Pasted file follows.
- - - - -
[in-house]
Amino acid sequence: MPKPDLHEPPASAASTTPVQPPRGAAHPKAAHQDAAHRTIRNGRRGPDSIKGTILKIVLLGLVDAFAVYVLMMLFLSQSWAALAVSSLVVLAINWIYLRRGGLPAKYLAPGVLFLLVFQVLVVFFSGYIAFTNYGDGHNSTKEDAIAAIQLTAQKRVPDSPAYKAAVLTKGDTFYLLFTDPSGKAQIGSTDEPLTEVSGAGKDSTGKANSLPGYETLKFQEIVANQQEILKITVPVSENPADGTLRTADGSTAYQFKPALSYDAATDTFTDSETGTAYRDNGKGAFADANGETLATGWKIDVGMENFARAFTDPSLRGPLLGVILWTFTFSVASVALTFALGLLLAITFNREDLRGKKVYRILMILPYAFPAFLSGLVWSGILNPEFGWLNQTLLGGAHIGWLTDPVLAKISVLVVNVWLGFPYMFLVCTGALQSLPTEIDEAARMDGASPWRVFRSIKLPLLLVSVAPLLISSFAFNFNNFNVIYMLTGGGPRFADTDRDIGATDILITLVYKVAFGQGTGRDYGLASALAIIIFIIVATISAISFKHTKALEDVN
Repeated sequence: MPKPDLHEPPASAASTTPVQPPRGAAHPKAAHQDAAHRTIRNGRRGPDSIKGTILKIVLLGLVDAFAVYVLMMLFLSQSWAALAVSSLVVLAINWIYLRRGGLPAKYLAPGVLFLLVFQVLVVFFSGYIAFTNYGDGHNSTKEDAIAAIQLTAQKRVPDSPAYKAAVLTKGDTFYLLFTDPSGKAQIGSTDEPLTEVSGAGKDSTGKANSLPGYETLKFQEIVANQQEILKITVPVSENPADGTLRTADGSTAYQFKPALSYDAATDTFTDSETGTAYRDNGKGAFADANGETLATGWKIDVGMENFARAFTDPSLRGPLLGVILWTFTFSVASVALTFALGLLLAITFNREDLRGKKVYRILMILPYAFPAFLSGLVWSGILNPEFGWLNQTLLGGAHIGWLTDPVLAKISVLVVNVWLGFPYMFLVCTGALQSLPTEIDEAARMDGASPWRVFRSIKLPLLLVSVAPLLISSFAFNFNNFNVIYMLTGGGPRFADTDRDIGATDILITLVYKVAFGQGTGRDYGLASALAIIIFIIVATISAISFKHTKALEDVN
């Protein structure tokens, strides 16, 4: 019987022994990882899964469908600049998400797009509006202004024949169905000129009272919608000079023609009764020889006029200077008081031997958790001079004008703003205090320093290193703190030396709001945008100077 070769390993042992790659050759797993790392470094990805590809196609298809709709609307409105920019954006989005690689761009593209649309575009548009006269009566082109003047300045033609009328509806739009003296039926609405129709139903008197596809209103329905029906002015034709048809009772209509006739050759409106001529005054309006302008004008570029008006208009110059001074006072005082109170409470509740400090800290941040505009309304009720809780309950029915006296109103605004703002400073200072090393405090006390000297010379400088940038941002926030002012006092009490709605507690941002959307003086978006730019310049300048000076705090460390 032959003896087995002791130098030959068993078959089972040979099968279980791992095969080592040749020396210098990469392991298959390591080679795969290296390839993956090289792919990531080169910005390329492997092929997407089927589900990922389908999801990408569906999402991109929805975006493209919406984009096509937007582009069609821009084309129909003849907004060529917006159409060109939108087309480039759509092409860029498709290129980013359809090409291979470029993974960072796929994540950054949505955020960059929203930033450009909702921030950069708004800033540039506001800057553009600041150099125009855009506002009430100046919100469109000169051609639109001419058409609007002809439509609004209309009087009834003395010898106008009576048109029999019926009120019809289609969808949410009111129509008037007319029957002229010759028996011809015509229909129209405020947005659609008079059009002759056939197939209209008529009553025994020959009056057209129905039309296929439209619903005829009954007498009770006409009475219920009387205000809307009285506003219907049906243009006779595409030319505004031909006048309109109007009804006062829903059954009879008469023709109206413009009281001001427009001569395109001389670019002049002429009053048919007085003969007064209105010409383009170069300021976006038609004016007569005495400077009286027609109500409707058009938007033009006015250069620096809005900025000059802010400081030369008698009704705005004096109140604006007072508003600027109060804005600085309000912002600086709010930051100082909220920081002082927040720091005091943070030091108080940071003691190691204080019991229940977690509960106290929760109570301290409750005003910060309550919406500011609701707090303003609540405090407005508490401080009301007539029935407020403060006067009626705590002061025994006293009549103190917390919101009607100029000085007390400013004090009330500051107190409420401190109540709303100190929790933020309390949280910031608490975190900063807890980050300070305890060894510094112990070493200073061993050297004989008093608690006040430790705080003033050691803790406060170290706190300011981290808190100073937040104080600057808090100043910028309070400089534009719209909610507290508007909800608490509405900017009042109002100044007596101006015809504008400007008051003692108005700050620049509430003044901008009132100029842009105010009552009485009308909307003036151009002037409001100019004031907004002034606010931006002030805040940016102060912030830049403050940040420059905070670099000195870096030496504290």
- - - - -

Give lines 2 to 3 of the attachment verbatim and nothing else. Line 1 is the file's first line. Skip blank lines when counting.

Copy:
Amino acid sequence: MPKPDLHEPPASAASTTPVQPPRGAAHPKAAHQDAAHRTIRNGRRGPDSIKGTILKIVLLGLVDAFAVYVLMMLFLSQSWAALAVSSLVVLAINWIYLRRGGLPAKYLAPGVLFLLVFQVLVVFFSGYIAFTNYGDGHNSTKEDAIAAIQLTAQKRVPDSPAYKAAVLTKGDTFYLLFTDPSGKAQIGSTDEPLTEVSGAGKDSTGKANSLPGYETLKFQEIVANQQEILKITVPVSENPADGTLRTADGSTAYQFKPALSYDAATDTFTDSETGTAYRDNGKGAFADANGETLATGWKIDVGMENFARAFTDPSLRGPLLGVILWTFTFSVASVALTFALGLLLAITFNREDLRGKKVYRILMILPYAFPAFLSGLVWSGILNPEFGWLNQTLLGGAHIGWLTDPVLAKISVLVVNVWLGFPYMFLVCTGALQSLPTEIDEAARMDGASPWRVFRSIKLPLLLVSVAPLLISSFAFNFNNFNVIYMLTGGGPRFADTDRDIGATDILITLVYKVAFGQGTGRDYGLASALAIIIFIIVATISAISFKHTKALEDVN
Repeated sequence: MPKPDLHEPPASAASTTPVQPPRGAAHPKAAHQDAAHRTIRNGRRGPDSIKGTILKIVLLGLVDAFAVYVLMMLFLSQSWAALAVSSLVVLAINWIYLRRGGLPAKYLAPGVLFLLVFQVLVVFFSGYIAFTNYGDGHNSTKEDAIAAIQLTAQKRVPDSPAYKAAVLTKGDTFYLLFTDPSGKAQIGSTDEPLTEVSGAGKDSTGKANSLPGYETLKFQEIVANQQEILKITVPVSENPADGTLRTADGSTAYQFKPALSYDAATDTFTDSETGTAYRDNGKGAFADANGETLATGWKIDVGMENFARAFTDPSLRGPLLGVILWTFTFSVASVALTFALGLLLAITFNREDLRGKKVYRILMILPYAFPAFLSGLVWSGILNPEFGWLNQTLLGGAHIGWLTDPVLAKISVLVVNVWLGFPYMFLVCTGALQSLPTEIDEAARMDGASPWRVFRSIKLPLLLVSVAPLLISSFAFNFNNFNVIYMLTGGGPRFADTDRDIGATDILITLVYKVAFGQGTGRDYGLASALAIIIFIIVATISAISFKHTKALEDVN